Emerging from the dense forest, we all stopped in our tracks. There was a short treeless gap between us and another dense maze of alder; beyond that, an even thicker wall of alpine fir and hemlock. The road below was dense with alder, but in comparison, what stood before us was a wall of wood. The trees were two to four inches in diameter and eight inches apart. To make matters worse, the weight of the winter snow had pushed them down, and many of them grew at a 45-degree angle to the road! It was a maze to work through. We took another chance, crossing the short section of road and heading up into the thicket of planted trees. As luck would have it, we found a ribbon exactly where we intended to enter. It was encouraging to know that some other sucker had travelled this route too!
The five of us zig-zagged up through the bush, with our hands in front of our faces, using our bodies to push the boughs of the trees aside as we followed our route to what we hoped would be the toe of the ridge. It was difficult to keep track of each other through the density of the forest; if we were eight feet apart, the boughs obscured our view of each other, and sounds were muffled if we were more than 25 feet apart. The lack of sightlines, and constant careful navigation through the muggy forest, made for tough hiking. Temperatures were rising, and what sunscreen hadn’t been stripped from my body by the trees was combining with sweat and rolling into my eyes — so much for waterproof sunscreen. It was difficult to find a way to wipe it clear, as my shirt was also drenched.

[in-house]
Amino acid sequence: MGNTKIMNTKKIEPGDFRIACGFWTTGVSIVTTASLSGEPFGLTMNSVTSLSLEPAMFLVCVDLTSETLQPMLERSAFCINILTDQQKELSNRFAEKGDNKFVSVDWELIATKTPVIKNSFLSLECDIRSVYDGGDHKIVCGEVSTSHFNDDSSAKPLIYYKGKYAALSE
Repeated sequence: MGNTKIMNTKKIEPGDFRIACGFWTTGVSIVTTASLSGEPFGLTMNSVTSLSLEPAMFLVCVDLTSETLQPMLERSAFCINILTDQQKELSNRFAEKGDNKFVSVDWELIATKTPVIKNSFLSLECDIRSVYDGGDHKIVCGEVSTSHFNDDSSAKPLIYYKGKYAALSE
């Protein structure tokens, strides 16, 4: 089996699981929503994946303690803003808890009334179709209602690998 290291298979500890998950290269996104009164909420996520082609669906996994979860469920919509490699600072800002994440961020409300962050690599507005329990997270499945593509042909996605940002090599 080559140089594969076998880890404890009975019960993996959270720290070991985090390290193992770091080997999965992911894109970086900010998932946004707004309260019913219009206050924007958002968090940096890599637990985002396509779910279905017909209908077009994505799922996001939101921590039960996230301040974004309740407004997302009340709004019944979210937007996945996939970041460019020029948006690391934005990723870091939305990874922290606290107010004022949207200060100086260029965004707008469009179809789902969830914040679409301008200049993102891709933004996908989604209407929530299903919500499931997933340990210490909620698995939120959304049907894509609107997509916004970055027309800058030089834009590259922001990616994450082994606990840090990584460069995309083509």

After what seemed an eternity, we emerged from the bush at a bluffy headwall (~900m) that reached more than 20 metres above us. We followed the wall right (south), where Phil found a ramp that led to another and another, eventually leading up over third-class rock to the lower regions of the ridge above. It was relatively easy, but I worried about Stefanie; the terrain was much more challenging than we had rated the trip. Yet somehow, she was still in high spirits, and performed like a champ! At last, we stepped out of the trees onto a rocky snow-covered ledge (~1100m) to admire a view of the Stowe Creek valley below, and H’Kusam Mountain beyond. We had a long route ahead, and we still could not see the summit.
Once on the snowy terrain, the trees opened up to old growth and we were able to freely walk. We passed over a few bumps by kicking steps to ascend our way to the cirque (~1200m) below the high ridge above. The cirque was easy walking into the bowl, though there were steep slopes up to the ridge above, and some were topped with cornices that would create a big challenge. On the ridge above, we could see two large rock promontories emerging from the ridge, each with long cliff faces and broad cracks (maybe suitable for climbing). We avoided the cornices by following a steep snow ramp that would allow us to gain the ridge above (~1340 m). The cool snow was much more enjoyable to walk in than the muggy forest, and the fatigue we’d felt in the forest was blown away by the cool breeze that brushed past us as we created our ladder of steps to the ridge above. It was a lot of fun kicking steps up the steep slope, driving the ice axe deep into the snow as I climbed. Many times, I looked off behind me at the surrounding landscape, and with each step I could see farther. The others were enjoying it too.